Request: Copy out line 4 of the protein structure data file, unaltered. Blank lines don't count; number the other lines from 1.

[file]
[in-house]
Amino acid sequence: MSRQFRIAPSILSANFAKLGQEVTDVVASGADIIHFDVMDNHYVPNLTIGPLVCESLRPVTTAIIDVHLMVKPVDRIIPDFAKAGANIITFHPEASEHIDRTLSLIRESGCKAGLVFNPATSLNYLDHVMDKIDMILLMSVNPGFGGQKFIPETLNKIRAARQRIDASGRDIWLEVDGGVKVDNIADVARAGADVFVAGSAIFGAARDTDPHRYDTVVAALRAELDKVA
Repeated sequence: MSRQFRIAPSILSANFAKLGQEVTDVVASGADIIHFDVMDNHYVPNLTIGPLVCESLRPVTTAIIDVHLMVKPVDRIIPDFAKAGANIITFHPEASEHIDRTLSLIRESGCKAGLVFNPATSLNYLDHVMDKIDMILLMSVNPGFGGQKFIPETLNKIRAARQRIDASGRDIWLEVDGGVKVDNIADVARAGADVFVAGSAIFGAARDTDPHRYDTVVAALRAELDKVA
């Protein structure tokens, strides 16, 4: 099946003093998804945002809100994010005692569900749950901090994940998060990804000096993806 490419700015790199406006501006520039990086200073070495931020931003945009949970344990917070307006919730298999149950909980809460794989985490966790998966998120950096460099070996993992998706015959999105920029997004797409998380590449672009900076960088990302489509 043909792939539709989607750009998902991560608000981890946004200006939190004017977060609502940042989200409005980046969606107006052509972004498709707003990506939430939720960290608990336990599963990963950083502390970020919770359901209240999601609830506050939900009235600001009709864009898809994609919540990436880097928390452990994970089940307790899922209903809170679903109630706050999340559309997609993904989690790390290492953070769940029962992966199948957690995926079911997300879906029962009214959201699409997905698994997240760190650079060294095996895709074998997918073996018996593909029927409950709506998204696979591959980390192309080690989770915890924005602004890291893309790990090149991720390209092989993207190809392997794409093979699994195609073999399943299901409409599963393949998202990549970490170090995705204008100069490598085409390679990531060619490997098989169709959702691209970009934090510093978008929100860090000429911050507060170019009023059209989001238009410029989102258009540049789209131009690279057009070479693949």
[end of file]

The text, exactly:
């Protein structure tokens, strides 16, 4: 099946003093998804945002809100994010005692569900749950901090994940998060990804000096993806 490419700015790199406006501006520039990086200073070495931020931003945009949970344990917070307006919730298999149950909980809460794989985490966790998966998120950096460099070996993992998706015959999105920029997004797409998380590449672009900076960088990302489509 043909792939539709989607750009998902991560608000981890946004200006939190004017977060609502940042989200409005980046969606107006052509972004498709707003990506939430939720960290608990336990599963990963950083502390970020919770359901209240999601609830506050939900009235600001009709864009898809994609919540990436880097928390452990994970089940307790899922209903809170679903109630706050999340559309997609993904989690790390290492953070769940029962992966199948957690995926079911997300879906029962009214959201699409997905698994997240760190650079060294095996895709074998997918073996018996593909029927409950709506998204696979591959980390192309080690989770915890924005602004890291893309790990090149991720390209092989993207190809392997794409093979699994195609073999399943299901409409599963393949998202990549970490170090995705204008100069490598085409390679990531060619490997098989169709959702691209970009934090510093978008929100860090000429911050507060170019009023059209989001238009410029989102258009540049789209131009690279057009070479693949």